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Academy is launch pad for aspiring young entrepreneurs' business aims

By Western Morning News  |  Posted: September 13, 2012

The first intake of students at City College Plymouth's Peter Jones Academy already have plans for enterprise that they aim to bring to fruition

The first intake of students at City College Plymouth's Peter Jones Academy already have plans for enterprise that they aim to bring to fruition

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The first intake of students at City College Plymouth’s new Peter Jones Enterprise Academy are already energetically forging their future business careers, reports Eleanor Gaskarth.

Dressed to impress, City College Plymouth's inaugural intake of 10 Peter Jones Academy candidates already look ready to do business.

Their five-day working week will comprise eight hour days, with around half of the year-long course based around talks from entrepreneurs and business leaders, plus master classes and workshops, in a move away from traditional classroom-based learning.

The fourth Peter Jones Academy to have launched in the Westcountry, it is an opportunity for aspiring entrepreneurs to realise their business dreams. It was founded by star of Dragons' Den Peter Jones and based on a philosophy of 'learning by doing' and 'bringing the boardroom to the classroom.'

Successful students will gain a Level 3 BTEC in enterprise and entrepreneurship, equivalent to two A levels but with the aim of either helping them to set-up and run their own business or thrive within an existing organisation.

Some of the group already have a firm idea of which path they want to go down, whilst others are keeping an open mind and keen to discover where their talents and interests lie.

Each student will start up a micro-business, with the business plan itself forming a substantial part of the course assessment.

Charlie Easton, 18, has his sights set on designing and making urban streetwear and has spent the past four months learning about the trade as he worked at Estover-based screenprinting company Frontline Image.

He said his business hero was another of the Dragons, Theo Paphitis, adding: "His catchphrase is 'cash flow is king, profit is sanity, turnover is vanity.' It just makes complete sense to me – the man's a legend."

His fellow student Curtis Harkin, 22, has previously worked in an engineering environment but explained: "I fancied a change – to fulfil the ideas in my head and make them material." His planned projects include selling T-shirts produced by a friend and generating business for self-employed mates across various trades, but ultimately he said he wants to be "a marketing and PR guru." Twin sisters Charlotte and Chelsea Gregory, 17, came upon their business idea whilst clothes shopping on the high street. Charlotte said: "We were looking for clothes and thought it was ridiculous how few there were in plus sizes, and how badly designed a lot of them were.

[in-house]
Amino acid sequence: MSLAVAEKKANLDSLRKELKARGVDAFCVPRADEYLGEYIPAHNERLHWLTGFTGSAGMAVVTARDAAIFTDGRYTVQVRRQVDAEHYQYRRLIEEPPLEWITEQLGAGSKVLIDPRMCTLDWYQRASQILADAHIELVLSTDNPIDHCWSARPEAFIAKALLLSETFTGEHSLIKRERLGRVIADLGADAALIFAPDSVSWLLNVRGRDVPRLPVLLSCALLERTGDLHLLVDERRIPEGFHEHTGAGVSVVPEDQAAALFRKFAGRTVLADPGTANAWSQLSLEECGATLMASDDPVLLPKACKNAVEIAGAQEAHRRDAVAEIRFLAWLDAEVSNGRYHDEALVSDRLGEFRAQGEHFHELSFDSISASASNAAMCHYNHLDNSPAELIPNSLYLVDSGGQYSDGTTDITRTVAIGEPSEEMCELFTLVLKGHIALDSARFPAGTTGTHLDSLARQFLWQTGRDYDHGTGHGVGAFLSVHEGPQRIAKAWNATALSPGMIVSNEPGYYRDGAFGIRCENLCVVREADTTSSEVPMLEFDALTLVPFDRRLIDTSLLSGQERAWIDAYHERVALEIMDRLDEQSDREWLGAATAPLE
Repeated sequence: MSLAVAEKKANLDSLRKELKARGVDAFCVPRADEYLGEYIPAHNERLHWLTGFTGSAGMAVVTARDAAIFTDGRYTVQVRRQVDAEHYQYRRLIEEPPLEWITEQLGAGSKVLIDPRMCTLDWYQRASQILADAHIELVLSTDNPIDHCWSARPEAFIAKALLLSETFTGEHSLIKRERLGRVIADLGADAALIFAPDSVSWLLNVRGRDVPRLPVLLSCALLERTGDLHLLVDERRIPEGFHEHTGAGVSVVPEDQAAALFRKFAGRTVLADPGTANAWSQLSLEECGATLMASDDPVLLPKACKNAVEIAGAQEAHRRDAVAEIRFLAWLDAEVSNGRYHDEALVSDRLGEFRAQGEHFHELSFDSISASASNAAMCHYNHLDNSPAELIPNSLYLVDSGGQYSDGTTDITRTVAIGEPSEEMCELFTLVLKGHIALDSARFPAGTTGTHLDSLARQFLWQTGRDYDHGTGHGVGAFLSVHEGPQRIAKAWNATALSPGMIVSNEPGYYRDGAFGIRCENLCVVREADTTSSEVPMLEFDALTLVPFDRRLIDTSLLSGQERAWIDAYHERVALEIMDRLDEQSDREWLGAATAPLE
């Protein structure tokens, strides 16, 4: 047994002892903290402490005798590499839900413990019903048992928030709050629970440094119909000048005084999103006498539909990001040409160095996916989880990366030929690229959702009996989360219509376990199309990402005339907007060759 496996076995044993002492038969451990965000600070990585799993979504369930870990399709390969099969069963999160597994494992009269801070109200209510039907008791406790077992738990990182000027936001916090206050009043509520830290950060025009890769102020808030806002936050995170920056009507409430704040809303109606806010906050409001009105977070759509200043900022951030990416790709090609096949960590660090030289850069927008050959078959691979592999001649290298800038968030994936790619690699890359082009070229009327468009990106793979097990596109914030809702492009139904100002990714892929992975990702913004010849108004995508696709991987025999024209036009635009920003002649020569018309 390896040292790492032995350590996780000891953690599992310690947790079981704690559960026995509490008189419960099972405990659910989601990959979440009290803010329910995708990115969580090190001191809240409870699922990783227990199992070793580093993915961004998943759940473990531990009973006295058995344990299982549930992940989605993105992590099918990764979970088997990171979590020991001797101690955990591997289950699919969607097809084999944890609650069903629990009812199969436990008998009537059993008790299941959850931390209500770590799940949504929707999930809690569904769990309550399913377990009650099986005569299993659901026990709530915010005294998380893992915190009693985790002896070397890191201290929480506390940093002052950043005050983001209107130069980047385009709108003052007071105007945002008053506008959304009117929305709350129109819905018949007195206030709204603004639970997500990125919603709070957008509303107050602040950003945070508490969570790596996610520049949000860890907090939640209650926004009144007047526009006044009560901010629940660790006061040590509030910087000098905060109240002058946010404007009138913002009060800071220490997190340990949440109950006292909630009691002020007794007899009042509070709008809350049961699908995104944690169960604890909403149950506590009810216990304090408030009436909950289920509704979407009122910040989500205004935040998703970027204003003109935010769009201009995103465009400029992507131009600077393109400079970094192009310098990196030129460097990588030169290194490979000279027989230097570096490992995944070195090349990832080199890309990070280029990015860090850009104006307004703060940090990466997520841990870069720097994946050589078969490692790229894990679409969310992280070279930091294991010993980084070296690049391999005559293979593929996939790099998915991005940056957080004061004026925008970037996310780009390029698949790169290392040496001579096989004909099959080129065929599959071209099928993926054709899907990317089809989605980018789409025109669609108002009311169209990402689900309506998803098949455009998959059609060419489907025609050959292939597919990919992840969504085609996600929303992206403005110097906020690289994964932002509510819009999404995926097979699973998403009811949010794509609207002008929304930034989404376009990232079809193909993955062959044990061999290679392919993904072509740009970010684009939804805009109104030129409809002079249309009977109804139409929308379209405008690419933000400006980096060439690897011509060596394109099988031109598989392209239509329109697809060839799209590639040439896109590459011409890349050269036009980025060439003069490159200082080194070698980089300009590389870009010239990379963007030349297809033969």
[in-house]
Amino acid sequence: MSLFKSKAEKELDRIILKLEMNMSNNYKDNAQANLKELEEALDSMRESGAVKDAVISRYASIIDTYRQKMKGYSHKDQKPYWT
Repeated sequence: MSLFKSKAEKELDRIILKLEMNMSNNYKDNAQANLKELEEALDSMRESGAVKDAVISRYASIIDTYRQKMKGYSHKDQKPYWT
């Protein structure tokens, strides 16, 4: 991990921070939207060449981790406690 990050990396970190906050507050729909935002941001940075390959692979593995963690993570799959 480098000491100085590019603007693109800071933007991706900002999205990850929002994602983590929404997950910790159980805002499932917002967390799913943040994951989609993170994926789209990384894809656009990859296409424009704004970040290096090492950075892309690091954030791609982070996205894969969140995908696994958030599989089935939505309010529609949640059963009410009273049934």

"We decided we could do better, for all sizes."

Frances Mortimer has moved all the way from her home in Gillingham, Dorset, after attending an open day at the Academy. The 18-year-old said she was still "a bit vague at the moment" as to which direction she would take but was considering a career in events. She said she appreciates the professional attire the group are required to don, adding: "It helps my mindset. I wanted it to be a proper business environment and it is."

Curtis Graham,18, plans to create a new range of healthy ice creams and milkshakes using locally sourced ingredients. He said: "I've already spoken to a few dairies, a producer and a drinks manufacturer who said they would be interested in working with me once the idea is ready and also gave me some very useful tips about what would work. I'm passionate about healthy eating so this is a logical business for me."

Seventeen-year-old Tom Carmichael, the youngest member of the group, started studying A levels but said he got "poor results" and wanted to do something "more focused." He hopes to become involved in the retail sector, adding: "I just wanted to get on with it and be doing something closer to the working world."

Their course leader, Alison Chapman, said support for the students would not finish at the end of the year. The Academy's partners, Outset Plymouth and Enterprise Plymouth, will help them to "incubate and expand" their businesses for up to three years. The students will also be able to pitch for employment with businesses who will have engaged with them over the course of the year.

Alison said: "You put the adverts out there and form the course but you have no idea what kind of people you will attract. It has been wonderful to find a group like this and the first few days have been unbelievably positive and productive."

The group have already had two guest speakers, entrepreneur Emma Jane Lewis, who spoke about her experiences, and Tina Sibley, who gave a workshop on personal confidence and communication.

They are also being supported by PGCE student Stacey Bains who will be working with the students, particularly in their personal and professional development sessions.

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